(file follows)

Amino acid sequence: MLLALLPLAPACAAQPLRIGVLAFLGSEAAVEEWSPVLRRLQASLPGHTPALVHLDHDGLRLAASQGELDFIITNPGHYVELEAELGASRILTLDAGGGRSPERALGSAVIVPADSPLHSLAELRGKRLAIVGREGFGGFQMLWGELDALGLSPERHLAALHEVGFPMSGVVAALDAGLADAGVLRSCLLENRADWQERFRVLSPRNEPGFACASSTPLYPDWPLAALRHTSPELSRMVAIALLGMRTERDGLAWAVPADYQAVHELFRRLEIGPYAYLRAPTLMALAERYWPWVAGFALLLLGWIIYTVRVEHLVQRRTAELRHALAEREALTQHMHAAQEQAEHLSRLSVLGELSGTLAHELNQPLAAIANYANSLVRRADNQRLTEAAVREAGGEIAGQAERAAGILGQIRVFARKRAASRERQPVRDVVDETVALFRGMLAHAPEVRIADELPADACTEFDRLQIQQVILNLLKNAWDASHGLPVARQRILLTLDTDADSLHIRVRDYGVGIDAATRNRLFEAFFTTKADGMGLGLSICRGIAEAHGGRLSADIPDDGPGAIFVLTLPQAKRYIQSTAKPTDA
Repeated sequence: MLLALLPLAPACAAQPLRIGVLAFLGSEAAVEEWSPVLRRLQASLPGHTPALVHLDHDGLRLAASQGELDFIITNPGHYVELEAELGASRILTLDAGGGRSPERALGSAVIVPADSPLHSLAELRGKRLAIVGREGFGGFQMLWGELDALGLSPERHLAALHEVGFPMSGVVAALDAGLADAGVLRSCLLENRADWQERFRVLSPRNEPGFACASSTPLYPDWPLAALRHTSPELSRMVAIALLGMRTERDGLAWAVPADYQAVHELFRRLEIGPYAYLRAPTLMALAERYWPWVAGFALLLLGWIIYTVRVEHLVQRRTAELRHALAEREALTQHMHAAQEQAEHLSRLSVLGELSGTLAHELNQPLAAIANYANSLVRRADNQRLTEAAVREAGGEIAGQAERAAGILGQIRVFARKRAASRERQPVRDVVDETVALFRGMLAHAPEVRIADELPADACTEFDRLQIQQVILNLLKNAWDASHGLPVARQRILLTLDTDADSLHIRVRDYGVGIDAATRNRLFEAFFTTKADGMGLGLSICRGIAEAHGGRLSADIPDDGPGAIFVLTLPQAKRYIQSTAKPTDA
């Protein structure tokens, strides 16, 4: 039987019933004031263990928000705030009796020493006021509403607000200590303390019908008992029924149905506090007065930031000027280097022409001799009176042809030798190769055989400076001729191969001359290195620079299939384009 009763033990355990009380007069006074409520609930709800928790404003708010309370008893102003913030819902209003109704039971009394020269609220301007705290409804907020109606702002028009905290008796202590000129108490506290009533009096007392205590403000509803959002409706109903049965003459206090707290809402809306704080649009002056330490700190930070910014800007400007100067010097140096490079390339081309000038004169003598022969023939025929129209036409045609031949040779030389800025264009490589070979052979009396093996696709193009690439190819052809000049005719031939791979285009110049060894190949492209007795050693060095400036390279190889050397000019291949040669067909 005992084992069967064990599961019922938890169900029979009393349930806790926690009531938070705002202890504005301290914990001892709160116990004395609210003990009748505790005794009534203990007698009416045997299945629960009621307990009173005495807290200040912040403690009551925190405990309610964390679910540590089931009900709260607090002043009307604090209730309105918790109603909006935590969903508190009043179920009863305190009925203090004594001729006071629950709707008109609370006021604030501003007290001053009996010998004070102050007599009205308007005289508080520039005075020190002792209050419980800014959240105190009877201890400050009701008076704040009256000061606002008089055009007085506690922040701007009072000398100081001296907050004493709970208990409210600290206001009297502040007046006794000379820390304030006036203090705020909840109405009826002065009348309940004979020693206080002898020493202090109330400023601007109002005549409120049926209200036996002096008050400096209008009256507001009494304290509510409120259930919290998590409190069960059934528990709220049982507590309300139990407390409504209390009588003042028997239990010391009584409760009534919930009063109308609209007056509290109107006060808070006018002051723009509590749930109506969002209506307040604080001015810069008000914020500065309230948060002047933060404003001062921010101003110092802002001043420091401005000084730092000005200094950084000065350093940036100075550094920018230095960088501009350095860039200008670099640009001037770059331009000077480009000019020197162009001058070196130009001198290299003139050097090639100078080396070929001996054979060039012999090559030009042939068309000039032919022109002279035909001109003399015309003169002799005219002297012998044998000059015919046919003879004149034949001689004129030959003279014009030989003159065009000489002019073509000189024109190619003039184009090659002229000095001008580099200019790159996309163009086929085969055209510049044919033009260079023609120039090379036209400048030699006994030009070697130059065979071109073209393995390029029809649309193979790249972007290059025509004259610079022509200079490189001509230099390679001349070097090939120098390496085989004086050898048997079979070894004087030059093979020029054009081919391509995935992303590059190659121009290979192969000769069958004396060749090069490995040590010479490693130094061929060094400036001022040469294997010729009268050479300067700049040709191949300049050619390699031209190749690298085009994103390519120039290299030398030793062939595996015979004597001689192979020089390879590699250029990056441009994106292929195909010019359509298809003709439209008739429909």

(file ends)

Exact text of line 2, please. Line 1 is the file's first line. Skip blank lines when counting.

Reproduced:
Repeated sequence: MLLALLPLAPACAAQPLRIGVLAFLGSEAAVEEWSPVLRRLQASLPGHTPALVHLDHDGLRLAASQGELDFIITNPGHYVELEAELGASRILTLDAGGGRSPERALGSAVIVPADSPLHSLAELRGKRLAIVGREGFGGFQMLWGELDALGLSPERHLAALHEVGFPMSGVVAALDAGLADAGVLRSCLLENRADWQERFRVLSPRNEPGFACASSTPLYPDWPLAALRHTSPELSRMVAIALLGMRTERDGLAWAVPADYQAVHELFRRLEIGPYAYLRAPTLMALAERYWPWVAGFALLLLGWIIYTVRVEHLVQRRTAELRHALAEREALTQHMHAAQEQAEHLSRLSVLGELSGTLAHELNQPLAAIANYANSLVRRADNQRLTEAAVREAGGEIAGQAERAAGILGQIRVFARKRAASRERQPVRDVVDETVALFRGMLAHAPEVRIADELPADACTEFDRLQIQQVILNLLKNAWDASHGLPVARQRILLTLDTDADSLHIRVRDYGVGIDAATRNRLFEAFFTTKADGMGLGLSICRGIAEAHGGRLSADIPDDGPGAIFVLTLPQAKRYIQSTAKPTDA